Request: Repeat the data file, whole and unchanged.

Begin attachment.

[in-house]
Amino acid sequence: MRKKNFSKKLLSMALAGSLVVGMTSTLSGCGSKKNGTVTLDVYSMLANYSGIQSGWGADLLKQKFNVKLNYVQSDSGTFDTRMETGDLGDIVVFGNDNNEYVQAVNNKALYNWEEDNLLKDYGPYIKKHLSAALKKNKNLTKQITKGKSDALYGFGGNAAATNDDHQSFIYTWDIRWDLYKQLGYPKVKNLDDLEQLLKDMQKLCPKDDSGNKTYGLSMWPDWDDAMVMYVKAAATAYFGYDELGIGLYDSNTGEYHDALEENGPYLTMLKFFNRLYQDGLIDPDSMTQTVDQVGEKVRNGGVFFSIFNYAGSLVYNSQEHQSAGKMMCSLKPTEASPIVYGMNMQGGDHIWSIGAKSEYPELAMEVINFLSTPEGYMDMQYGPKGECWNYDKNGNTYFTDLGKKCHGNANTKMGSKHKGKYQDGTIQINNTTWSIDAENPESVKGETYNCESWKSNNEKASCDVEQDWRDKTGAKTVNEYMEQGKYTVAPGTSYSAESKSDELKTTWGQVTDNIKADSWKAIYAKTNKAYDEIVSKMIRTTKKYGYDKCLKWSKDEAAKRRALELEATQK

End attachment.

[in-house]
Amino acid sequence: MRKKNFSKKLLSMALAGSLVVGMTSTLSGCGSKKNGTVTLDVYSMLANYSGIQSGWGADLLKQKFNVKLNYVQSDSGTFDTRMETGDLGDIVVFGNDNNEYVQAVNNKALYNWEEDNLLKDYGPYIKKHLSAALKKNKNLTKQITKGKSDALYGFGGNAAATNDDHQSFIYTWDIRWDLYKQLGYPKVKNLDDLEQLLKDMQKLCPKDDSGNKTYGLSMWPDWDDAMVMYVKAAATAYFGYDELGIGLYDSNTGEYHDALEENGPYLTMLKFFNRLYQDGLIDPDSMTQTVDQVGEKVRNGGVFFSIFNYAGSLVYNSQEHQSAGKMMCSLKPTEASPIVYGMNMQGGDHIWSIGAKSEYPELAMEVINFLSTPEGYMDMQYGPKGECWNYDKNGNTYFTDLGKKCHGNANTKMGSKHKGKYQDGTIQINNTTWSIDAENPESVKGETYNCESWKSNNEKASCDVEQDWRDKTGAKTVNEYMEQGKYTVAPGTSYSAESKSDELKTTWGQVTDNIKADSWKAIYAKTNKAYDEIVSKMIRTTKKYGYDKCLKWSKDEAAKRRALELEATQK